@Ian Barnes Thanks for your comments on the Baltimore City market. You mentioned all in costs of 85k-95k. How about properties where the all in cost is 20k-40k? Are such properties also considered good cash flow opportunities? Also are the rents similar to the higher cost properties you mentioned? 

@Obinna I. If you find a property in Baltimore for that price already rehabbed and ready to go and not in a distressed aka war zone area, let me know because that’s what you’re going to get.

The question you need to ask is where is the best team that I can invest with. The midwest markets are interchangeable for the most part and if you have a great team on the ground you can make money in an average market. On the flip side, if you have a average team, you'll break even in a great market. 

If your buying turnkey your paying retail and your investing solely for cash flow. Appreciation is fairly flatline, of course we've seen some nice appreciation lately, but speaking historically. Don't factor it in to your numbers when investing out of state, plan for cash flow and if you see appreciation you've got the icing on the cake. BRRRR is great, but there are several ways to get taken advantage of and a couple potential hurdles to be aware of. You can also invest in notes and not own properties at all.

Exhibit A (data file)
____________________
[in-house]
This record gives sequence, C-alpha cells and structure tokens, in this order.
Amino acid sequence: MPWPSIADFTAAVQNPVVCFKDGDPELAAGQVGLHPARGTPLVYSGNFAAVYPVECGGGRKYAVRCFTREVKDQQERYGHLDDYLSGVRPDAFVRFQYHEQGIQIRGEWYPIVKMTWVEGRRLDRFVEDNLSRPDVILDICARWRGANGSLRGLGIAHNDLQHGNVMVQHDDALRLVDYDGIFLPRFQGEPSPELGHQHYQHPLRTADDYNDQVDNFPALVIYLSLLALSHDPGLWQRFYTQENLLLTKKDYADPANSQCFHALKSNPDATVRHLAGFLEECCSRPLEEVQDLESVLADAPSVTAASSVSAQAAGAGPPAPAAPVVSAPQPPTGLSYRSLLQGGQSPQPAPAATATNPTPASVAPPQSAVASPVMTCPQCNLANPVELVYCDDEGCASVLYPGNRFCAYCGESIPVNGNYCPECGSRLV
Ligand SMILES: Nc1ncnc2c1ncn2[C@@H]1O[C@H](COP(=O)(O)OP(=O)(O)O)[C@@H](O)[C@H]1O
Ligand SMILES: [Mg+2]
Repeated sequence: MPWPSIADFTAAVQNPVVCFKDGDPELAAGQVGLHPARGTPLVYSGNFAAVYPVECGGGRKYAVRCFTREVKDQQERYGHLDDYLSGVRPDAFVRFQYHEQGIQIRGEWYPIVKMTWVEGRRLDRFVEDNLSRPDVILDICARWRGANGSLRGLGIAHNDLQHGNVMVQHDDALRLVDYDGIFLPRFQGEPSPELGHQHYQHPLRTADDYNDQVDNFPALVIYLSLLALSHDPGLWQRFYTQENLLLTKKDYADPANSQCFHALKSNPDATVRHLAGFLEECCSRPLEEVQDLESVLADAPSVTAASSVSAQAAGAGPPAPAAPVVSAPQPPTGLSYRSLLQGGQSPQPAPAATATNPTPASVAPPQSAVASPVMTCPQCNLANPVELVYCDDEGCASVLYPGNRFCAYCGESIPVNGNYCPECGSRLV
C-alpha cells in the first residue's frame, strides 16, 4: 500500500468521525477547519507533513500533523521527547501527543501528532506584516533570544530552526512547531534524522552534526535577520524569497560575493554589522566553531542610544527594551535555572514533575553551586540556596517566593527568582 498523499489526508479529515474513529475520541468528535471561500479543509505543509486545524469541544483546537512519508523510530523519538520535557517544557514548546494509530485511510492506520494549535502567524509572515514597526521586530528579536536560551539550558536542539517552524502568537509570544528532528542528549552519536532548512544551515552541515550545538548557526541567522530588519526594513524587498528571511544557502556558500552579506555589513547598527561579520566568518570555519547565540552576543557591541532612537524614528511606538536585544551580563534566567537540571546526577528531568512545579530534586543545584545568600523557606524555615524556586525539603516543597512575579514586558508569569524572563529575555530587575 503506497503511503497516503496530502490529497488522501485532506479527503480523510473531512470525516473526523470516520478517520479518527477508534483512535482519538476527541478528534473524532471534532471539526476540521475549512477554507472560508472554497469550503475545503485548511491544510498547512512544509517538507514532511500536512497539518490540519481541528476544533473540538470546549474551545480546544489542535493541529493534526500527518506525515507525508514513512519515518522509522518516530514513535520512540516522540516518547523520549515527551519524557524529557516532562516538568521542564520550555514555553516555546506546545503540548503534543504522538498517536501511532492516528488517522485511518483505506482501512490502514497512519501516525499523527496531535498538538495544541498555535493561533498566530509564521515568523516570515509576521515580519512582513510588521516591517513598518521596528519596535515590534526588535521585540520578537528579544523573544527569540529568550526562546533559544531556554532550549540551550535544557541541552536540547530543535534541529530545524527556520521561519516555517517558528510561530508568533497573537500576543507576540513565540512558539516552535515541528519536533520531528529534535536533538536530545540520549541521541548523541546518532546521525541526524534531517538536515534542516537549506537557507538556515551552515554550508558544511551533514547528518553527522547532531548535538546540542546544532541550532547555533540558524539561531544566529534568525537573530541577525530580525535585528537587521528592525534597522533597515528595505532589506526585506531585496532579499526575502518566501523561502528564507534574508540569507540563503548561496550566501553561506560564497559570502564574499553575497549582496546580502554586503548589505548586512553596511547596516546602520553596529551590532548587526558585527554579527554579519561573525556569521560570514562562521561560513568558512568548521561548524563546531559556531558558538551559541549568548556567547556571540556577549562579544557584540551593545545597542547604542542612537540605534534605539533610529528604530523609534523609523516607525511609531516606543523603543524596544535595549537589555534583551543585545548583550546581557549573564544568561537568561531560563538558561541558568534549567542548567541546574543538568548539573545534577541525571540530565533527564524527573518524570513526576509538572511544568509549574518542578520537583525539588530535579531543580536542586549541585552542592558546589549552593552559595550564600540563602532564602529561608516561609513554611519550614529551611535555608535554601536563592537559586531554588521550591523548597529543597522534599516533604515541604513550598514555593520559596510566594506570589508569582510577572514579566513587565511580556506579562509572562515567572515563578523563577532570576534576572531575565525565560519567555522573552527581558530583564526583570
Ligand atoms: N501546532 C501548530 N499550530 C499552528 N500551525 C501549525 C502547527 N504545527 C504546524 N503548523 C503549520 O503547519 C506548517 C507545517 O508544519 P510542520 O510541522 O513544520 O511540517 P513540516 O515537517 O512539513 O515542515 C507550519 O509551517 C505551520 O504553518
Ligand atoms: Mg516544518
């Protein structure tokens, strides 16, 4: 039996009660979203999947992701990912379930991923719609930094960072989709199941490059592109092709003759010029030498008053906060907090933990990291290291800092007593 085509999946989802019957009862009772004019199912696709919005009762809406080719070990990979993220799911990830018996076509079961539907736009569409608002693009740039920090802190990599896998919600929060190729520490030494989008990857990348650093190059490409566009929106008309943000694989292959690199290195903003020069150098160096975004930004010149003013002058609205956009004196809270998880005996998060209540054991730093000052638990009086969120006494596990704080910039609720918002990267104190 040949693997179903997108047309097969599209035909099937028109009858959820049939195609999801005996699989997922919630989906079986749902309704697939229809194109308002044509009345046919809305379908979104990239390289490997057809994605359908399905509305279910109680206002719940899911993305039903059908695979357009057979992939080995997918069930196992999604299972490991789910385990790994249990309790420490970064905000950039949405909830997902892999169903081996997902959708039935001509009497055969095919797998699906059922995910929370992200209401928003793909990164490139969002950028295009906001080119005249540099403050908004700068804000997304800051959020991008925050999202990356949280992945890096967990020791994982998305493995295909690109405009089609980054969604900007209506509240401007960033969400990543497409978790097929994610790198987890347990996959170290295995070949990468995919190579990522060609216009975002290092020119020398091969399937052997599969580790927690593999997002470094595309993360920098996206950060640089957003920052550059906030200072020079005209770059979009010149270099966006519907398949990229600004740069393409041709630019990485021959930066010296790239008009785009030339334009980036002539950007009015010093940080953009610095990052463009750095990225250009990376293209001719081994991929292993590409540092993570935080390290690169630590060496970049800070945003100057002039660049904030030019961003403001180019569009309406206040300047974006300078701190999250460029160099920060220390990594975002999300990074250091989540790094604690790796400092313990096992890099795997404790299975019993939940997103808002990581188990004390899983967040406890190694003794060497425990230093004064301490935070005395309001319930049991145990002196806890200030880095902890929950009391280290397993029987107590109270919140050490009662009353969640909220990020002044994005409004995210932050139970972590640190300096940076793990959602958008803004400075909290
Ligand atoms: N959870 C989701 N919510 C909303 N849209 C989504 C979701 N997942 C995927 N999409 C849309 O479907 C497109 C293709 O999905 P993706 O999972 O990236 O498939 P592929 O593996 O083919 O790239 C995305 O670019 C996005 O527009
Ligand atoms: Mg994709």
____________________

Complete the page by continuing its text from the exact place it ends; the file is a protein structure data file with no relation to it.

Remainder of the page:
Plenty of ways to make money in real estate, your goals and risk tolerance will dictate which route you choose. Reach out anytime, happy to provide more detail in what I mentioned above.

@Obinna I. All in at $20-40k is not very much and typically you are going to be in a weak area and get low rents. Yes you can make it work but it is tough. I have sold properties in that range that were pretty decent so I know reasonable properties can be bought in today's market.  

The biggest issue is lead paint. You can make these properties "lead safe" by MD standards as part of your all in cost. However that is not enough to protect you from a lead paint lawsuit. To make the property lead free is  more expensive in the older cheaper areas. 

The next point is that you will not get as much rent. If you go section 8, you can get very good rents even in the poorer areas. To attract a good section 8 tenant, you need to renovate to a higher ie. more expensive, standard. While if you are all in at $30-40k and you rent for $600 to 800 a  month that sounds great but 1 major repair can eat up most of a years profits.  A new roof, new furnace or digging a new drain line to the street can all be in the thousands of dollars.

@Obinna I. If the all in cost for a property is 20k-40k, your in the worst part of the city, or someone scammed you by selling you the house, or your about to pay a lot more than that.  With the new rental city inspections, you pretty much have to bring the6 house up to code, and most of the low end stuff is no where near code.  Lower end stuff rents for 700-1000